Theories and Scholarship
Scholem directly contrasted his historiographical approach on the study of Jewish mysticism with the approach of the 19th-century school of the Wissenschaft des Judentums ("Science of Judaism"), which sought to submit the study of Judaism to the discipline of subjects such as history, philology, and philosophy.
Jewish mysticism was seen as Judaism's weakest scholarly link. Scholem told the story of his early research when he was directed to a prominent rabbi who was an expert on Kabbalah. Seeing the rabbi's many books on the subject, Scholem asked about them, only to be told: "This trash? Why would I waste my time reading nonsense like this?" (Robinson 2000, p. 396)
The analysis of Judaism carried out by the Wissenschaft school was flawed in two ways, according to Scholem:
- It studied Judaism as a dead object rather than as a living organism.
- It did not consider the proper foundations of Judaism, the non-rational force that, in Scholem's view, made the religion a living thing.
In Scholem's opinion, the mythical and mystical components were at least as important as the rational ones, and he thought that they, rather than the minutiae of Halakha, were the truly living core of Judaism. In particular, he disagreed with what he considered to be Martin Buber's personalization of Kabbalistic concepts as well as what he argued was an inadequate approach to Jewish history, Hebrew language, and the land of Israel.
In the Weltanschauung of Scholem, the research of Jewish mysticism could not be separated from its historical context. Starting from something similar to the Gegengeschichte of Friedrich Nietzsche he ended up including less normative aspects of the Judaism in the public history.
Specifically, Scholem thought that Jewish history could be divided into three periods:
- During the Biblical period, monotheism battles myth, without completely defeating it.
- During the Talmudic period, some of the institutions—for example, the notion of the magical power of the accomplishment of the Sacraments—are removed in favour of the purer concept of the divine transcendence.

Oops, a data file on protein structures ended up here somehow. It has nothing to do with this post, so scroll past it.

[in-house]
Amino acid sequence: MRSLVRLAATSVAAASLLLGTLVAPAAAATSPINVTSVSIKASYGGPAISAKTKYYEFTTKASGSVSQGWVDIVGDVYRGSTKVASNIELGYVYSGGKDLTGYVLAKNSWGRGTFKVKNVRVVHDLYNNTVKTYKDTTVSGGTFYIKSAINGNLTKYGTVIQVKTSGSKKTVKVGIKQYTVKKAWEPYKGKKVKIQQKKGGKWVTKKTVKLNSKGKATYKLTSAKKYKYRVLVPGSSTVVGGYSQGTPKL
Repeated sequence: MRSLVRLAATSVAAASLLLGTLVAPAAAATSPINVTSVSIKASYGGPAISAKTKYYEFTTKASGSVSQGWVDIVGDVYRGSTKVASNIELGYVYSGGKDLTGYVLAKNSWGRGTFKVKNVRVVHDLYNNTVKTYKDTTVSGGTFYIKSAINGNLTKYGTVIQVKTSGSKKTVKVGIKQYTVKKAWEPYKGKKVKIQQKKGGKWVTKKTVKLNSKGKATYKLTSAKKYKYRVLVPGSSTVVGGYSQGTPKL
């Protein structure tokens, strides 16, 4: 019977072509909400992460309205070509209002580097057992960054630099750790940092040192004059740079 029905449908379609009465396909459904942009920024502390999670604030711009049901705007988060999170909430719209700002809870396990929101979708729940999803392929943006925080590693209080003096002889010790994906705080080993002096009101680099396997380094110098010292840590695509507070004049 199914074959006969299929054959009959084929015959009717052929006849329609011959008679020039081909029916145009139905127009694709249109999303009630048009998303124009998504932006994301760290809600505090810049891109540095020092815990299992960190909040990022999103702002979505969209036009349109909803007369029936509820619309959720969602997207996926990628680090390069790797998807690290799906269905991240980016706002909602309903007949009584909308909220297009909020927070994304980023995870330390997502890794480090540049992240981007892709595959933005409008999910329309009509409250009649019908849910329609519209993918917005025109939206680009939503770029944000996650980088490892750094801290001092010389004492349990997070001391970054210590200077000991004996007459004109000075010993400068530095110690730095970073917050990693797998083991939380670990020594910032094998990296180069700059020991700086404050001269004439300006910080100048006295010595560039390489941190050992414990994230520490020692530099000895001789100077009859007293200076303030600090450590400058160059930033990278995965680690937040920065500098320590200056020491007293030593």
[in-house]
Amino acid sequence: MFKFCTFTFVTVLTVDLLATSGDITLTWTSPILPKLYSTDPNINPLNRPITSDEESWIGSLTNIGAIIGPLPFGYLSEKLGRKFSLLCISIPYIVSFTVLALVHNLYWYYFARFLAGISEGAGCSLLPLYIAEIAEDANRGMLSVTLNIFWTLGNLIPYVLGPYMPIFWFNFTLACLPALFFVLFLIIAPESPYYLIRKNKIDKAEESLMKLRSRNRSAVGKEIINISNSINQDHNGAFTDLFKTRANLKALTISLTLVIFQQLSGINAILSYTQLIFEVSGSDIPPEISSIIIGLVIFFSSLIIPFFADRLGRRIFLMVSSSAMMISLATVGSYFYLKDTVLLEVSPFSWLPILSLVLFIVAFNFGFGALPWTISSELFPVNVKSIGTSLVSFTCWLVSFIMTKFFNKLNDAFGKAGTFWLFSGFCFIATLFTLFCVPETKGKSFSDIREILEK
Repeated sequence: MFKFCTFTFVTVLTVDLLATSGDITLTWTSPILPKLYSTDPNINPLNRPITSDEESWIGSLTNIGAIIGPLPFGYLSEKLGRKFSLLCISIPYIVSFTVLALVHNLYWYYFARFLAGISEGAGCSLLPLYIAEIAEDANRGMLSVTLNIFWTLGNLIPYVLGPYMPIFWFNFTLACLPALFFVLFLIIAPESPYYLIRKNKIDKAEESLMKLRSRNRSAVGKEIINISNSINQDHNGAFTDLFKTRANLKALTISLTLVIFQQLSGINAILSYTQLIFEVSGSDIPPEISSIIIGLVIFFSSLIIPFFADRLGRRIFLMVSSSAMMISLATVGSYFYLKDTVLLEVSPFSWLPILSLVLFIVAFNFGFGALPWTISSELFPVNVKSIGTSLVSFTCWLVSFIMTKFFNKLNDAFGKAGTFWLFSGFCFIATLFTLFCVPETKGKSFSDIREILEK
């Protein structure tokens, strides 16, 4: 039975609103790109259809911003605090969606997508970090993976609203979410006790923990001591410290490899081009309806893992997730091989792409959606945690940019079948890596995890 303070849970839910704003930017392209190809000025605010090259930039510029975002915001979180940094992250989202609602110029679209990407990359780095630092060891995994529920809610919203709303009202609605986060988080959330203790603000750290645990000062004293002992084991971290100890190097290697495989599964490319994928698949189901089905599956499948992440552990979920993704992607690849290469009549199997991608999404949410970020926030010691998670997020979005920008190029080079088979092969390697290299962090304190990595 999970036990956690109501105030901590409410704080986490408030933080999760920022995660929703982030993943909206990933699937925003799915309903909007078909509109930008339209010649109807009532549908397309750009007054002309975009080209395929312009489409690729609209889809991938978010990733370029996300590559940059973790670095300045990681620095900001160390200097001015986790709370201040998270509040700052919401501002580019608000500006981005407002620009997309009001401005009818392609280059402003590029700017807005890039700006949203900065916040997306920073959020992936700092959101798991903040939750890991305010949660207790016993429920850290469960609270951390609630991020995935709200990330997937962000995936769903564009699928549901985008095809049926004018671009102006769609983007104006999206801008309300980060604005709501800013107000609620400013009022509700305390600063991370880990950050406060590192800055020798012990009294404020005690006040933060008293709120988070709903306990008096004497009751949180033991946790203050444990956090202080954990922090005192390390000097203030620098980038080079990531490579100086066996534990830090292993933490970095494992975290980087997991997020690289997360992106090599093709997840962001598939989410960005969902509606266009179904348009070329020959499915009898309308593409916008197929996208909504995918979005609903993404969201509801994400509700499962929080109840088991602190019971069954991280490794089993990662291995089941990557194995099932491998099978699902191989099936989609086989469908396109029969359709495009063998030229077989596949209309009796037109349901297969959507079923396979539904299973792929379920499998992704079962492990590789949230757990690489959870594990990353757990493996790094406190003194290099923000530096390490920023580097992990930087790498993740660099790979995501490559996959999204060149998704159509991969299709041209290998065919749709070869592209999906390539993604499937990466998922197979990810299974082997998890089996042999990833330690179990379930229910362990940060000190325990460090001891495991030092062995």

- During the medieval period, the impossibility of reconciling the abstract concept of God of Greek philosophy with the personal God of the Bible, led Jewish thinkers, such as Maimonides, to try to eliminate the remaining myths and to modify the figure of the living God. After this time, mysticism, as an effort to find again the essence of the God of their fathers, became more widespread.
The notion of the three periods, with its interactions between rational and irrational elements in Judaism, led Scholem to put forward some controversial arguments. He thought that the 17th century messianic movement, known as Sabbatianism, was developed from the Lurianic Kabbalah. In order to neutralize Sabbatianism, Hasidism had emerged as a Hegelian synthesis. Many of those who joined the Hasidic movement, because they had seen in it an Orthodox congregation, considered it scandalous that their community should be associated with a heretical movement.
In the same way, Scholem produced the hypothesis that the source of the 13th century Kabbalah was a Jewish gnosticism that preceded Christian gnosticism.
The historiographical approach of Scholem also involved a linguistic theory. In contrast to Buber, Scholem believed in the power of the language to invoke supernatural phenomena. In contrast to Walter Benjamin, he put the Hebrew language in a privileged position with respect to other languages, as the only language capable of revealing the divine truth. Scholem considered the Kabbalists as interpreters of a pre-existent linguistic revelation.
Read more about this topic: Gershom Scholem
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